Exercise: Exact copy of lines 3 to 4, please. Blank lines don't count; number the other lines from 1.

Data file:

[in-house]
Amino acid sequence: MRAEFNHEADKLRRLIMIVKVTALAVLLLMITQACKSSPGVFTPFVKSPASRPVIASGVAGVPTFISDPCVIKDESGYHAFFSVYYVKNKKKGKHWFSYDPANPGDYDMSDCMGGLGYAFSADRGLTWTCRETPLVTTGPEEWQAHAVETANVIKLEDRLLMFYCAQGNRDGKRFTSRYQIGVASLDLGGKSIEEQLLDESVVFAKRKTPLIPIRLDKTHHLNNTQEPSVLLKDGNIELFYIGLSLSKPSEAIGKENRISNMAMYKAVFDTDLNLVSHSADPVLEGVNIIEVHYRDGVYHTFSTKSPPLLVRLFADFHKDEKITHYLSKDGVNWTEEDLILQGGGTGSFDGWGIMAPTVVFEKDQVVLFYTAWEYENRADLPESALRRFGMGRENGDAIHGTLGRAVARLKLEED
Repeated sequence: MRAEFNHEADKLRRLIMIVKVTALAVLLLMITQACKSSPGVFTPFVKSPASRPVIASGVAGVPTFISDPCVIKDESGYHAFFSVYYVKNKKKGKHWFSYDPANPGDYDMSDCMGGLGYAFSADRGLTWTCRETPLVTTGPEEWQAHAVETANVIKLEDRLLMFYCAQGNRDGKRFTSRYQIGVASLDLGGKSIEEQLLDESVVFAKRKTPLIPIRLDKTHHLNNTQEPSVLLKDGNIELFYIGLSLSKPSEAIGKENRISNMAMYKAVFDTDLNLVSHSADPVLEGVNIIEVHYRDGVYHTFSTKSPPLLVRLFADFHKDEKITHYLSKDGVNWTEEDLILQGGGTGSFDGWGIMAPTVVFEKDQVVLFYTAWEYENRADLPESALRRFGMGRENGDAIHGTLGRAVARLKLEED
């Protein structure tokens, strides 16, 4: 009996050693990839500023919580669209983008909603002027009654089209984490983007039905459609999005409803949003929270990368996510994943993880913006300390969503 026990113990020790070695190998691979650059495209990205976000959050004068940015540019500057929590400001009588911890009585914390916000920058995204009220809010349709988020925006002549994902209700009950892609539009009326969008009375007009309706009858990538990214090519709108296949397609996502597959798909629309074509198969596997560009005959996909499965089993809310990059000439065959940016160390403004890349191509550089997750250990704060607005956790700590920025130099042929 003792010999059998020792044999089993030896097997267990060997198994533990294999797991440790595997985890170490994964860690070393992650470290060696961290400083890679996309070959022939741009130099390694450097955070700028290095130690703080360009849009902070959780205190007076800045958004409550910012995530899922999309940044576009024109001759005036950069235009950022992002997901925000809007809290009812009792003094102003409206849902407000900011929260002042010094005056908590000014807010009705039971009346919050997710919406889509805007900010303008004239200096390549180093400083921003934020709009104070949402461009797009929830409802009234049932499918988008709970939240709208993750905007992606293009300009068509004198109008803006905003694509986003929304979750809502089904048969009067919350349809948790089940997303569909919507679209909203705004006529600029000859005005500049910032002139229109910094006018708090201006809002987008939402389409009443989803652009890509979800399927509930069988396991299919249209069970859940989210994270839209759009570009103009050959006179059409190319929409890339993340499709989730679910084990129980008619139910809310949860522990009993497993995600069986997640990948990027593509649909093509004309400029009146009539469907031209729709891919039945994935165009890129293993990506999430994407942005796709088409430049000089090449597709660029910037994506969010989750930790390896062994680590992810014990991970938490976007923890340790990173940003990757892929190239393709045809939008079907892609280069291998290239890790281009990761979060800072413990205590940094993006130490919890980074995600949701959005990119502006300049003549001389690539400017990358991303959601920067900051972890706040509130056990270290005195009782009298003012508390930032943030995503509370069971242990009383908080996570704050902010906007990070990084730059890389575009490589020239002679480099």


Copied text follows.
Repeated sequence: MRAEFNHEADKLRRLIMIVKVTALAVLLLMITQACKSSPGVFTPFVKSPASRPVIASGVAGVPTFISDPCVIKDESGYHAFFSVYYVKNKKKGKHWFSYDPANPGDYDMSDCMGGLGYAFSADRGLTWTCRETPLVTTGPEEWQAHAVETANVIKLEDRLLMFYCAQGNRDGKRFTSRYQIGVASLDLGGKSIEEQLLDESVVFAKRKTPLIPIRLDKTHHLNNTQEPSVLLKDGNIELFYIGLSLSKPSEAIGKENRISNMAMYKAVFDTDLNLVSHSADPVLEGVNIIEVHYRDGVYHTFSTKSPPLLVRLFADFHKDEKITHYLSKDGVNWTEEDLILQGGGTGSFDGWGIMAPTVVFEKDQVVLFYTAWEYENRADLPESALRRFGMGRENGDAIHGTLGRAVARLKLEED
């Protein structure tokens, strides 16, 4: 009996050693990839500023919580669209983008909603002027009654089209984490983007039905459609999005409803949003929270990368996510994943993880913006300390969503 026990113990020790070695190998691979650059495209990205976000959050004068940015540019500057929590400001009588911890009585914390916000920058995204009220809010349709988020925006002549994902209700009950892609539009009326969008009375007009309706009858990538990214090519709108296949397609996502597959798909629309074509198969596997560009005959996909499965089993809310990059000439065959940016160390403004890349191509550089997750250990704060607005956790700590920025130099042929 003792010999059998020792044999089993030896097997267990060997198994533990294999797991440790595997985890170490994964860690070393992650470290060696961290400083890679996309070959022939741009130099390694450097955070700028290095130690703080360009849009902070959780205190007076800045958004409550910012995530899922999309940044576009024109001759005036950069235009950022992002997901925000809007809290009812009792003094102003409206849902407000900011929260002042010094005056908590000014807010009705039971009346919050997710919406889509805007900010303008004239200096390549180093400083921003934020709009104070949402461009797009929830409802009234049932499918988008709970939240709208993750905007992606293009300009068509004198109008803006905003694509986003929304979750809502089904048969009067919350349809948790089940997303569909919507679209909203705004006529600029000859005005500049910032002139229109910094006018708090201006809002987008939402389409009443989803652009890509979800399927509930069988396991299919249209069970859940989210994270839209759009570009103009050959006179059409190319929409890339993340499709989730679910084990129980008619139910809310949860522990009993497993995600069986997640990948990027593509649909093509004309400029009146009539469907031209729709891919039945994935165009890129293993990506999430994407942005796709088409430049000089090449597709660029910037994506969010989750930790390896062994680590992810014990991970938490976007923890340790990173940003990757892929190239393709045809939008079907892609280069291998290239890790281009990761979060800072413990205590940094993006130490919890980074995600949701959005990119502006300049003549001389690539400017990358991303959601920067900051972890706040509130056990270290005195009782009298003012508390930032943030995503509370069971242990009383908080996570704050902010906007990070990084730059890389575009490589020239002679480099």